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Rector’s Letter May 2017

“My beloved speaks and says to me: ‘Arise, my love, my fair one, and come away; for now the winter is past, the rain is over and gone. The flowers appear on the earth; the time of singing has come and the voice of the turtledove is heard in our land.’”
(Song of Solomon 2:10-12)

To my mind this is one of the most joyous passages in the Old Testament, perhaps in the whole of the Bible. It is a celebration of the new life of spring and the hope and joy that this season brings. This celebration is set within a book, the Song of Solomon (or the Song of Songs), which can be read both as a wonderful celebration of human sexual love and also the love between God and the human soul. In the passage the lover invites his (or her) beloved to celebrate their love in the context of the new life of nature.

Spring begins rather tentatively in March, gets going in April, and really bursts into life in May. So it’s not surprising that May is associated with fertility, both human and in the world of nature around us. Quite possibly May customs such as dancing around the maypole had their origins in ancient fertility rites.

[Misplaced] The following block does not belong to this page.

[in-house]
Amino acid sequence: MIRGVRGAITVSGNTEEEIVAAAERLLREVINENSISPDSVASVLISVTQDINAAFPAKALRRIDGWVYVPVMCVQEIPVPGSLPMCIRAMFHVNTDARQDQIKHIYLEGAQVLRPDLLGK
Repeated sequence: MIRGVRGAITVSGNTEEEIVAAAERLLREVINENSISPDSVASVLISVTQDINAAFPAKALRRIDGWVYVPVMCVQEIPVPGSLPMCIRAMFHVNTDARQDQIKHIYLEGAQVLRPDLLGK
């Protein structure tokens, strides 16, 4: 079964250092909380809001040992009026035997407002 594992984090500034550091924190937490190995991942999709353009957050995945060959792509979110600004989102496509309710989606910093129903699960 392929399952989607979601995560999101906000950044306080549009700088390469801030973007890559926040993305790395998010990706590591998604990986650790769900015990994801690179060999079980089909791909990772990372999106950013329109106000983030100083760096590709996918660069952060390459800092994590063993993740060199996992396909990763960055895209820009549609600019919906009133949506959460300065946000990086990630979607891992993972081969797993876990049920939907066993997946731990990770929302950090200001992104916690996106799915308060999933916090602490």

Many Christians keep May as a month particularly associated with Mary, the Mother of the Lord. Why should this be? In his poem The May Magnifcat, Gerard Manley Hopkins asks just this question:

“May is Mary’s month, and I
Muse at that and wonder why….”

He goes on to speak of how, in her motherhood Mary is at one with all the mothering going on in nature in spring and how the joy seen in nature reminds her of how, as an expectant mother, she praised God in her Magnificat. Underlying this, I think is the notion that Mary’s fertility in bringing the Christ to birth can be compared to the fertility of nature in Spring.

So spring can be for us both a celebration of the new life of nature, a celebration of human sexuality and love, a celebration of Mary’s motherhood and spiritual fertility, and of course of God’s love for each one of us.

And of course, with all this going on, we continue to celebrate the new life of Easter, the new life offered to us by the risen Christ. Truly a month for rejoicing!

Fr. John

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